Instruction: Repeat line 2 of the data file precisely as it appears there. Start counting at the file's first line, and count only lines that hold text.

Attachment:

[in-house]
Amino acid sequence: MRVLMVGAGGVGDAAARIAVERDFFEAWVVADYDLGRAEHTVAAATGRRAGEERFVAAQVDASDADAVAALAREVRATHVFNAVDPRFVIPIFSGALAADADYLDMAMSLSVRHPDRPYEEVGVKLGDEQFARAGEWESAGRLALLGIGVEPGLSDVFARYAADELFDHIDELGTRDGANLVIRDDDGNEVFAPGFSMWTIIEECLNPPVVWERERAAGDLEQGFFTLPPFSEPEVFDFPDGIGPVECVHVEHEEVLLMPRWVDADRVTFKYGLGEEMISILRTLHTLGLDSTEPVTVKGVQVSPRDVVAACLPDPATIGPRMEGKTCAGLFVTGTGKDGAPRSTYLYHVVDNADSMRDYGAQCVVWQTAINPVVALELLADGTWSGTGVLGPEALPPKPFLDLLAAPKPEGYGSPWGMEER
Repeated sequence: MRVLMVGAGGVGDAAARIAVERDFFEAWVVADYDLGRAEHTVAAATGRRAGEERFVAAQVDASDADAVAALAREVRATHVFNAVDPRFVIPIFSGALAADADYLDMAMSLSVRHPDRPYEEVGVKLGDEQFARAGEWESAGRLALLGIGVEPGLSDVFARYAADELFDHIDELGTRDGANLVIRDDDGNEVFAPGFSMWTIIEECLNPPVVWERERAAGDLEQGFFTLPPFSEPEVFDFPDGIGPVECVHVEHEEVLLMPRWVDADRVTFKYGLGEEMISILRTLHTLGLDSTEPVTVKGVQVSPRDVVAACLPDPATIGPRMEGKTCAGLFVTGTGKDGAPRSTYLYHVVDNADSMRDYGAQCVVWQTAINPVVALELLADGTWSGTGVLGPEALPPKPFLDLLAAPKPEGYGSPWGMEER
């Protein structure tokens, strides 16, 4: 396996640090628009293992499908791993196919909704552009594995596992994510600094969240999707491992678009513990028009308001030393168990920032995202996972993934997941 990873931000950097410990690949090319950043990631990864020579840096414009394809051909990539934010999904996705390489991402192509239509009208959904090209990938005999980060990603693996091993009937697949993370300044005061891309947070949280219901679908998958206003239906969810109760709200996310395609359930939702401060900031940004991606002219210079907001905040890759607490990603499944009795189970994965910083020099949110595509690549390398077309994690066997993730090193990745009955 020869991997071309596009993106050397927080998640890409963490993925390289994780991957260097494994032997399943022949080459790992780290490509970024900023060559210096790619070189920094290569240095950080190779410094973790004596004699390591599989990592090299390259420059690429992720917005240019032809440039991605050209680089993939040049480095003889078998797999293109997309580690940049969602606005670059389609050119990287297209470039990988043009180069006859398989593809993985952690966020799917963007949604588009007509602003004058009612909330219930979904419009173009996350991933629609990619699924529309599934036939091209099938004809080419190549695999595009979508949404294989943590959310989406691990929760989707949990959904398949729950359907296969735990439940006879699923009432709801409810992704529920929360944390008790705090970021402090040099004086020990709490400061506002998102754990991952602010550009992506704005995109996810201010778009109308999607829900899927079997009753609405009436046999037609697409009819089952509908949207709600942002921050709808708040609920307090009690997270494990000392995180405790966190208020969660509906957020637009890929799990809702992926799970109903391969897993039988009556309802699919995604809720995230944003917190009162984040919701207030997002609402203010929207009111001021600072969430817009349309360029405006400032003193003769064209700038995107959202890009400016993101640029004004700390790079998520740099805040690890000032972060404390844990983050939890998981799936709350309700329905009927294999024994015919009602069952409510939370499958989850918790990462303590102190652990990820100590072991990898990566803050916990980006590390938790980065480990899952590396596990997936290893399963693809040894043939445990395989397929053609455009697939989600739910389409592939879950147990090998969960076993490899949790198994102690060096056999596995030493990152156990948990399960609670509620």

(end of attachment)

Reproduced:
Amino acid sequence: MRVLMVGAGGVGDAAARIAVERDFFEAWVVADYDLGRAEHTVAAATGRRAGEERFVAAQVDASDADAVAALAREVRATHVFNAVDPRFVIPIFSGALAADADYLDMAMSLSVRHPDRPYEEVGVKLGDEQFARAGEWESAGRLALLGIGVEPGLSDVFARYAADELFDHIDELGTRDGANLVIRDDDGNEVFAPGFSMWTIIEECLNPPVVWERERAAGDLEQGFFTLPPFSEPEVFDFPDGIGPVECVHVEHEEVLLMPRWVDADRVTFKYGLGEEMISILRTLHTLGLDSTEPVTVKGVQVSPRDVVAACLPDPATIGPRMEGKTCAGLFVTGTGKDGAPRSTYLYHVVDNADSMRDYGAQCVVWQTAINPVVALELLADGTWSGTGVLGPEALPPKPFLDLLAAPKPEGYGSPWGMEER